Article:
Hilary Swift / The New York Times

Many international students are unsure how welcome they will be at Cornell following Trump’s election.

November 20, 2016

International Students Fear For Future Under Trump

Print More

International students were shocked by Donald Trump’s rise to power — but even more than domestic students, they are concerned about their potentially volatile future in Trump’s America.

“My family expressed more surprise than concern after the election results,” Aishwarya Sreenivas ’21 said. “I don’t think an outsider like Trump could have ever bypassed the political establishment and still get elected in India.”

Akhilesh Issur ’17, Student Assembly international student liaison at large, said has spoken with many international students who are concerned for their futures.

“I’ve been contacted by several international students regarding the election results in the past few days,” he said. “There have been incidents of sexism and racism on campus. We’ve encouraged people to report these events using the Cornell bias reporting system and look out for each other.”

Sahir Choudhary ’20 said he fears Trump’s election will inspire racist incidents targeting minorities and international students.

“As a Muslim, I was particularly affected by Trump’s bigotry and divisive rhetoric,” he said. “I’m even more scared, though, by the fact that many people now view Trump as an enabler for their sexist and racist behavior.”

Back home in India, Choudhary said his parents are keeping a keen eye on the events unfolding in the United States.

“Although I’ve told them that things are better than they seem, [my parents] are seriously re-considering whether they should send my sister to the United States for her undergraduate degree next year,” he said.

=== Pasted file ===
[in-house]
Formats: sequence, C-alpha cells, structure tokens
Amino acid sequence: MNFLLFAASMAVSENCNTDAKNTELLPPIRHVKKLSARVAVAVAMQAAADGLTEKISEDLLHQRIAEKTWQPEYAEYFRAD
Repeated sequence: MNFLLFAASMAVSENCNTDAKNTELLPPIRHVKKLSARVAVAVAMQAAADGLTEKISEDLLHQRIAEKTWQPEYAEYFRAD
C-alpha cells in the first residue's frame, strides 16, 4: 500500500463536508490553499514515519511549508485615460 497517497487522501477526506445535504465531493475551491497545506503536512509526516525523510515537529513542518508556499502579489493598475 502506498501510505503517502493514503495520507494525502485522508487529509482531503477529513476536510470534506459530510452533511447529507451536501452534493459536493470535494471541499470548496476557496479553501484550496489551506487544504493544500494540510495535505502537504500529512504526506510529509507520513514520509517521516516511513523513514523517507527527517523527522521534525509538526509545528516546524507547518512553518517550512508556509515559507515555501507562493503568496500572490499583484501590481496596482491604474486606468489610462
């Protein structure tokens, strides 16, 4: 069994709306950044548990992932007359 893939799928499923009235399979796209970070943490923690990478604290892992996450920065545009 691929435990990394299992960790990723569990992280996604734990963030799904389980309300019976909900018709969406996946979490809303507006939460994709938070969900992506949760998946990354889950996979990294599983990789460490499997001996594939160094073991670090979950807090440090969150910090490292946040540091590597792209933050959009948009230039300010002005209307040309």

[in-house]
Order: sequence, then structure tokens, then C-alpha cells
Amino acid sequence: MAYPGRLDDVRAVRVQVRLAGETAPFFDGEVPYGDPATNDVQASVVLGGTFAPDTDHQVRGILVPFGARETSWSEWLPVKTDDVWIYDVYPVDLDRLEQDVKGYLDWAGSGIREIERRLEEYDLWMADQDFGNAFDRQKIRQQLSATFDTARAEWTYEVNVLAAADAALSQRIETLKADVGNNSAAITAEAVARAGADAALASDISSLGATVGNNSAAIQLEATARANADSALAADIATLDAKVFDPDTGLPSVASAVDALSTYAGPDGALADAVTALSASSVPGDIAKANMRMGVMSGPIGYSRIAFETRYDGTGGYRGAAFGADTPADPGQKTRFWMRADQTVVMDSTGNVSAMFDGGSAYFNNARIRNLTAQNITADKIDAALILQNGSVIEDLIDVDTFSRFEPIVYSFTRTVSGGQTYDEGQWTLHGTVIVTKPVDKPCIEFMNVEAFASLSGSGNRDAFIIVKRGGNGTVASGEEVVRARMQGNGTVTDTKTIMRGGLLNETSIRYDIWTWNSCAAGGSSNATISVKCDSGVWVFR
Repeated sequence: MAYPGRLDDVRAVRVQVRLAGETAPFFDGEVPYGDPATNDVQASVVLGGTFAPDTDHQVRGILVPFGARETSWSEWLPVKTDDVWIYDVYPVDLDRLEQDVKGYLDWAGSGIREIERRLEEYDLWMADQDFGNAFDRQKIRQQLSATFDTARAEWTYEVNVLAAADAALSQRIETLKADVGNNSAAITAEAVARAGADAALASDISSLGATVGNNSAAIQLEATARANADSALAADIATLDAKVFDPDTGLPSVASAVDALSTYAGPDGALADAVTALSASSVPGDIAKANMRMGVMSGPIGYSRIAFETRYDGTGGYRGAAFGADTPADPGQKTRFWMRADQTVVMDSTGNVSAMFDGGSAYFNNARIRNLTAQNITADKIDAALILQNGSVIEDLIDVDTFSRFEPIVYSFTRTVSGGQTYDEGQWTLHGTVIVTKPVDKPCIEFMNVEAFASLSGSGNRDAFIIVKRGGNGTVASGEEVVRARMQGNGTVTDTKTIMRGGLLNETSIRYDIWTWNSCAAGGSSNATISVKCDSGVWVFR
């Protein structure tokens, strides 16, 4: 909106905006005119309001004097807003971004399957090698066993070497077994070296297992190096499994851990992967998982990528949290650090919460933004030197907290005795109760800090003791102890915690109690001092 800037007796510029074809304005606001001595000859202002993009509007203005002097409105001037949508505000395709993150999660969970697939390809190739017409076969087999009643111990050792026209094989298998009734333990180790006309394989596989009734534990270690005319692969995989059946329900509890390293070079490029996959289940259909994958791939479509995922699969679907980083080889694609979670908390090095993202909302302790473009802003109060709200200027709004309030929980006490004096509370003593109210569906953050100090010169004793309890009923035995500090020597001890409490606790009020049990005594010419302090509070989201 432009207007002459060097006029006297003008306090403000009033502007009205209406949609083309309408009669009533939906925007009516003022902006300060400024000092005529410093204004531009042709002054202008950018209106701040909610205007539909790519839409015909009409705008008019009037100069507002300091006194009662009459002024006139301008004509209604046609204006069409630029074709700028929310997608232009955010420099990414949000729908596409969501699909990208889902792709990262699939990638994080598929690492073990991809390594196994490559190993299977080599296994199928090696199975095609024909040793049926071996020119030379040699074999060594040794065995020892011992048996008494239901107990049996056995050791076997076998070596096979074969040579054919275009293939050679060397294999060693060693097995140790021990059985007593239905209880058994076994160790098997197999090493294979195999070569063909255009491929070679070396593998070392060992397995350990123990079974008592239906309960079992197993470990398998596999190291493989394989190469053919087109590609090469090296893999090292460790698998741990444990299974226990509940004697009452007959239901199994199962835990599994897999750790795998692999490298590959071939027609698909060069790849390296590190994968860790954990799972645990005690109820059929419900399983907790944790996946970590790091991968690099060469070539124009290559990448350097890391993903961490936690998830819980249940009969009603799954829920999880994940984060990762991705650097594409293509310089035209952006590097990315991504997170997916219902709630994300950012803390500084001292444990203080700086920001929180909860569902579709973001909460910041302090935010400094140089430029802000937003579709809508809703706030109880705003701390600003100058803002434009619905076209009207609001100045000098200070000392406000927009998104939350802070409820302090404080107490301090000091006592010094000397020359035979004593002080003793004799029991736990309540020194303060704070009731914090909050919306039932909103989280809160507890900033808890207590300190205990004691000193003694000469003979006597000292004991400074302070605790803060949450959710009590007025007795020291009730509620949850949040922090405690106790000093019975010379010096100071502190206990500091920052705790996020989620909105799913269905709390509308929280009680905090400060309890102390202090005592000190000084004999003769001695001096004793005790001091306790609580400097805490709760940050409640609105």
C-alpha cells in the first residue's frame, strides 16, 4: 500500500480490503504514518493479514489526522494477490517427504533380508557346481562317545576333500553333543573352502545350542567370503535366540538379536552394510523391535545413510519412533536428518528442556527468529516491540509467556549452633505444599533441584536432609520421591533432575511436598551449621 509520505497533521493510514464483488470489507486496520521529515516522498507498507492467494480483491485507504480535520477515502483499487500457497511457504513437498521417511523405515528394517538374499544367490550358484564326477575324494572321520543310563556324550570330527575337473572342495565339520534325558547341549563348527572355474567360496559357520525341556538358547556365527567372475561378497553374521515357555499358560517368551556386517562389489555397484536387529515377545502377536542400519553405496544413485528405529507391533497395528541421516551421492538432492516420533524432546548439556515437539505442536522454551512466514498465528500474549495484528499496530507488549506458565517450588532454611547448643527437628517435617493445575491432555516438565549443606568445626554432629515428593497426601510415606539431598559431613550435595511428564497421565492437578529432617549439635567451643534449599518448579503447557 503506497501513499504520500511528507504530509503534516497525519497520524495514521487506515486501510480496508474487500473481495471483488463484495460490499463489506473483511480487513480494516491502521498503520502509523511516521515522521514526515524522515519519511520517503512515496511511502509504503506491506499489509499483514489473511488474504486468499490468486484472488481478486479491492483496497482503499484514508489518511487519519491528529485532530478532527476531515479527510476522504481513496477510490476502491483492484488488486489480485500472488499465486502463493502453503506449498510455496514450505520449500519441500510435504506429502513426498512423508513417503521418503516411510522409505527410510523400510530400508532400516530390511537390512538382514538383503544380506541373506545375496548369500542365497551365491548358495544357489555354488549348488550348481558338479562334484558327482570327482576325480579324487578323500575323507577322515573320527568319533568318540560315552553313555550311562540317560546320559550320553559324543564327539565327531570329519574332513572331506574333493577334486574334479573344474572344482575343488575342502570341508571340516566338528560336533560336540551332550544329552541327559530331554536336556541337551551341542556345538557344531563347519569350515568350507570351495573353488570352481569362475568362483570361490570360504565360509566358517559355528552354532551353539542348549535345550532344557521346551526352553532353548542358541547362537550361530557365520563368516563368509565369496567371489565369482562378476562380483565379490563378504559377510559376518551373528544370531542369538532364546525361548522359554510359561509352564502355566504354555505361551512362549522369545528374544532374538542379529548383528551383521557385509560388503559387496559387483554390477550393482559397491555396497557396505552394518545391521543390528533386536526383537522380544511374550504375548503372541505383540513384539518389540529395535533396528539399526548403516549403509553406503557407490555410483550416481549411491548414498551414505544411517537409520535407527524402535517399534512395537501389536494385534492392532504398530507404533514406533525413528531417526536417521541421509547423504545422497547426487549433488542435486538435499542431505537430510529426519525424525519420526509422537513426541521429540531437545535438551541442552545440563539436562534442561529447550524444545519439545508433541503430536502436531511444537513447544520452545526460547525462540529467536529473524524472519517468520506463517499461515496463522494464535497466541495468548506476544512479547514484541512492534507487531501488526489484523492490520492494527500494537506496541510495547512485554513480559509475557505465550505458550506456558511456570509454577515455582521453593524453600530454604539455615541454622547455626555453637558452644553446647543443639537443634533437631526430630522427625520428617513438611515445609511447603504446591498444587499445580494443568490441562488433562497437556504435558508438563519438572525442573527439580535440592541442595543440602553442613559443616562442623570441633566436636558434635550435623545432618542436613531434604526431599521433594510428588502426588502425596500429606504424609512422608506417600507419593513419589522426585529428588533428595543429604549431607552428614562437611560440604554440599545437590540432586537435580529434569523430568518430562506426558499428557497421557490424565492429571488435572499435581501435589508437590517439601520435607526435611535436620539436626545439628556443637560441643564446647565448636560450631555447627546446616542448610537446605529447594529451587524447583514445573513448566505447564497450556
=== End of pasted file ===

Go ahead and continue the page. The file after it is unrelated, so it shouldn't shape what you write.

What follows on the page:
Choudhary’s concerns have been echoed by many international students at Cornell. While the Trump administration’s specific policies on international students remain ambiguous, Issur said he worries Trump’s controversial anti-immigration stance may cause fewer international students to apply to American universities.

“One of the possible outcomes of the election results is a drop in international applications,” Issur said. “Even though New York itself remains a largely liberal state, America’s overall image of inclusiveness and diversity has been damaged.”

Had the election results been announced before he was admitted, Choudhary said he certainly would not have applied to Cornell.

“I’d be looking at universities in the U.K. and Canada,” he said. “Although the actual student visa process in those countries is probably more difficult, there is a far more positive attitude towards international students and their job prospects.”

Future job prospects are also a major concern for international students in the United States. Although he has been looking at summer internships in Florida and Texas, Choudhary said he has since dismissed those possibilities.

Sreenivas added that her parents are worried about her brother’s job prospects after his graduation from Stanford University.

“The Trump administration’s constant flip-flops on immigration policies certainly don’t help,” she said.

Despite the general air of pessimism, Issur argued that Cornell’s attempts to reassure international students, with events like Breaking Bread and Vice President Ryan Lombardi’s message to the Cornell community, have had a positive impact.

Issur also remarked that the support provided to international students from other minority groups within Cornell has been immense.

“The entire Cornell community has really come together over the past few days, and the best way to move forward is to stand in solidarity with all those individuals who feel marginalized by the new political scenario,” he said.